After the general orientation, they should separate you into smaller groups by regional program. Depending on how big the university’s study abroad program they may put you into a group of study abroad students going to Japan or, if they have a smaller amount of students, all the students going to Eastern Asian countries (the former was true with my experience, rather than the latter). Regardless you will be grouped with students going to the same general area as yourself, as well as the adviser or program coordinator for your area of travel. My recommendation is to not be shy, don’t be afraid to talk to the other people in the room. Be sure to ask questions that you have, the adviser will know the answer, or if he/she doesn’t they will find out the information for you. A lot of the information provided to you will be different from university to university. For me, there was a student that had gone to Kansai Gaidai the ’06-’07 academic year, so I asked all of my questions directly to her, the answers to which I will be providing in subsequent posts to this blog in due course.

So that should take you through to your orientation, next time I will go through what you should discuss and organize with your home campus (in my case I don’t go to SUNY at Albany so I will describe what needs to go on if you go to a college that isn’t directly providing the study abroad program to you, but it should be very similar for any campus, although significantly easier if you go to a university that provides that program directly), so until then!

I am extremely happy at the moment, I just received the second acceptance email, acknowledging my acceptance to Kansai Gaidai from the university itself. For the benefit of the reader I will post the full email so you will know what to expect when you receive your acceptance to study abroad. I will be asterisking ( **** ) parts of the email that are specific to myself or are not publically on Kansai Gaidai’s website. So without further ado here it is:

CORBIN, Andrew M
Admission Number: *****
State University of New York at Albany

Dear Andrew:

We are happy to inform you that you have been admitted to the Asian Studies Program at Kansai Gaidai for the fall semester of 2007. All the faculty and staff members of the Asian Studies Program join me in extending a warm welcome to you.

The following information outlines the procedures you must follow in order to complete your admission and entry arrangements. Please read carefully all the information provided in this e-mail.

Admission and Visa Procedures:

As soon as you receive this acceptance notification, please send us a short e-mail confirming your receipt of this message to the following account, so that we can create a listserv for students who will participate in our program for the fall semester of 2007: ****** Since we will use this listserv for our future communications, it is imperative that you send us this message. When you send us the e-mail, be sure to write “Admission Acknowledgement” and your Admission Number in the subject section of your e-mail.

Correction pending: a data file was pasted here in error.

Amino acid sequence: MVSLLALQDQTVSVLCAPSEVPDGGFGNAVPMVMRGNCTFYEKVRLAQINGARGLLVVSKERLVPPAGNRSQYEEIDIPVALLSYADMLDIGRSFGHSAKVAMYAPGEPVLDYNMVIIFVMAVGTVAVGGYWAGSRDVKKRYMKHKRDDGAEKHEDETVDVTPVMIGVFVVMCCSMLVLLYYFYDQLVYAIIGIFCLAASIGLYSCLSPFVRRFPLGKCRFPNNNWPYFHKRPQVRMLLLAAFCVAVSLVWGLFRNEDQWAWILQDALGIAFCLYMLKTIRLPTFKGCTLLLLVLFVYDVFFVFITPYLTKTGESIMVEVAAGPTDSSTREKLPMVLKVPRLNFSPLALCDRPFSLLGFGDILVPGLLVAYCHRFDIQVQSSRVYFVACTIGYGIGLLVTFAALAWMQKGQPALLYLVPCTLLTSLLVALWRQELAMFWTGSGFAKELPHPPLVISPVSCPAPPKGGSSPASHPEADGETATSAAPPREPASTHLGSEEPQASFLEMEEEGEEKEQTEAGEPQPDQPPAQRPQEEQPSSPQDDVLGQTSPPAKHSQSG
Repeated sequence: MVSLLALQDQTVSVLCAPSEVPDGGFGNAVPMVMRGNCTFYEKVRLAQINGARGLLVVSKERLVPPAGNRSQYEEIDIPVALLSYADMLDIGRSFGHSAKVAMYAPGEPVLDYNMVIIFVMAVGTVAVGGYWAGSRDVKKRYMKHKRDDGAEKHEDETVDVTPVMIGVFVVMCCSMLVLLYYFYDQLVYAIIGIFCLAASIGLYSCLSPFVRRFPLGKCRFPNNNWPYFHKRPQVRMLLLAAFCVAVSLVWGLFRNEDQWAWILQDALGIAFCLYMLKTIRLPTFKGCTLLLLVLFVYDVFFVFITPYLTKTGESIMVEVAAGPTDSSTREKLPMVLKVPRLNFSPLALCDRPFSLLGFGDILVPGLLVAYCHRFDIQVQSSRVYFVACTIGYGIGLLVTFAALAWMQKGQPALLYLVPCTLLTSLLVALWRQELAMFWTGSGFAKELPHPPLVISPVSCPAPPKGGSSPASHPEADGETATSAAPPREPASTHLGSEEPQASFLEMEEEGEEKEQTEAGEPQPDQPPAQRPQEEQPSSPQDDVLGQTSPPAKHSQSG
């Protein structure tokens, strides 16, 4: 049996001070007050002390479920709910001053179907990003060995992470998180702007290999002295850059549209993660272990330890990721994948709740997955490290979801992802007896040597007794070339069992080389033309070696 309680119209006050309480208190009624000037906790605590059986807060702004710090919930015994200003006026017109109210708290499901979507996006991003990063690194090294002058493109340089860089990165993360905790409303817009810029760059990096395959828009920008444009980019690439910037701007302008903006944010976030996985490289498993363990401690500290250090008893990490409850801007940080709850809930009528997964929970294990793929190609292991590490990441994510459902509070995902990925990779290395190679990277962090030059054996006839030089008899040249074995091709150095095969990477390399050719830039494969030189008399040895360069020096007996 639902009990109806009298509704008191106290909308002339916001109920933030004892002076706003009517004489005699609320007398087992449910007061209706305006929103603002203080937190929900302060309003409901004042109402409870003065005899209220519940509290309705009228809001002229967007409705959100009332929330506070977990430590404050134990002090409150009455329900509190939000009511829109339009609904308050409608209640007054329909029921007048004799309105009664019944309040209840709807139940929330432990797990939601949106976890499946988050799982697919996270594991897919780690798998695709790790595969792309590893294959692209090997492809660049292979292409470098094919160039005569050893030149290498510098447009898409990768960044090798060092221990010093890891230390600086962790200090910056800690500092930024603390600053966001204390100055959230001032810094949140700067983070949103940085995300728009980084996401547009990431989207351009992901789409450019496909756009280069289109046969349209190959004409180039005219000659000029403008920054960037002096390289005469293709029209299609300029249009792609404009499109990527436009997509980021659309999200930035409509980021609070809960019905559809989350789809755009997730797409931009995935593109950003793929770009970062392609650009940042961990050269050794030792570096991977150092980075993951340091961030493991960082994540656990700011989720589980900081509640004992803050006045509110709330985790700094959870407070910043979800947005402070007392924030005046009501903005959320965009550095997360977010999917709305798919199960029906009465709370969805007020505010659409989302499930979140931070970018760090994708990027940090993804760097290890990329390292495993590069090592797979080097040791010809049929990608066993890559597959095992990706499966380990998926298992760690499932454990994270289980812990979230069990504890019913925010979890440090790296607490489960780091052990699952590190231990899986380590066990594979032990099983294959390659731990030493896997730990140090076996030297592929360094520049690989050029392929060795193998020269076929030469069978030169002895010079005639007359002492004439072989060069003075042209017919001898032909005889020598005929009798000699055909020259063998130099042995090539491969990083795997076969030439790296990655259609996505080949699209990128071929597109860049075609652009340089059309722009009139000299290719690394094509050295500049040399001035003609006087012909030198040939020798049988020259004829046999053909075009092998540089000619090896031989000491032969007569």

This e-mail acceptance notification is being sent to the e-mail address that was written on your application document. When you confirm receipt of this e-mail to us, please send the message from the e-mail account that you would like to receive our future communications at, if different. We will send all the future correspondence to that e-mail account unless otherwise requested.

The procedures to be completed are as follows:

1. If you have not sent us a copy of your passport, please send us the following information via fax or e-mail attachment to ******

Copies of the pages for your name, photo, passport number, date of issue, visa(s) granted for any previous trips to Japan.

2. You are exempted from the payment of the $50 Admission Fee and the $200 Enrollment Confirmation Deposit as per the agreement between our two institutions.

3. Since your participation is arranged under our official affiliation program between Kansai Gaidai and your institution, we will shortly apply to the Ministry of Justice for your Certificate of Eligibility (a visa-supporting document). If, for any reason, you must withdraw from our program, please let us know as soon as possible since we are
required to immediately inform the Ministry of any cancellation.

4. As soon as your Certificate of Eligibility is issued, we will forward it to the address indicated on the Address Form via DHL. Be sure to return the completed Address Form (form is attached) indicating the most reliable address to receive the certificate. If you want to have your certificate sent to the program coordinator at your institution, please
indicate so on your Address Form.

5. When you receive your Certificate of Eligibility from us, please take it and your passport to your local Japanese Consulate/Embassy and obtain a student visa. With the Certificate of Eligibility and your passport, you should encounter no difficulty in obtaining a student visa.

As for the academic calendar and the course offering for the 2007 fall semester, please refer to:

Please be advised that the course offering for the coming fall semester is subject to change without prior notice.

For further information regarding arrival, immigration and our orientation program, please refer to:

We look forward to welcoming you to our campus in August!

Hajime Yamamoto, Dean
Center for International Education
Kansai Gaidai University
16-1 Nakamiyahigashinocho
Hirakata City, Osaka 573-1001

So there it is, I’m sure that the email provided you with a lot of answers to your questions as far as procedure after your acceptance. I will still go over alot of the information topic by topic in the coming months before my departure for Osaka, Japan. Here are a couple of topics that I will cover to wet your palate:

  • Organizing your study abroad with your home campus
  • Doing some preliminary research on the city you are travelling to
  • Getting your Visa
  • Obtaining your flight

So I hope you look forward to reading what I have to write as much as I will enjoy writing it, until then!

Probably the most important thing that you will have to get before you leave for Japan is your passport. It takes a little while to get, but it lasts you 10 years (at least mine does). The process is pretty strait forward and I’ll go over the basics on this post.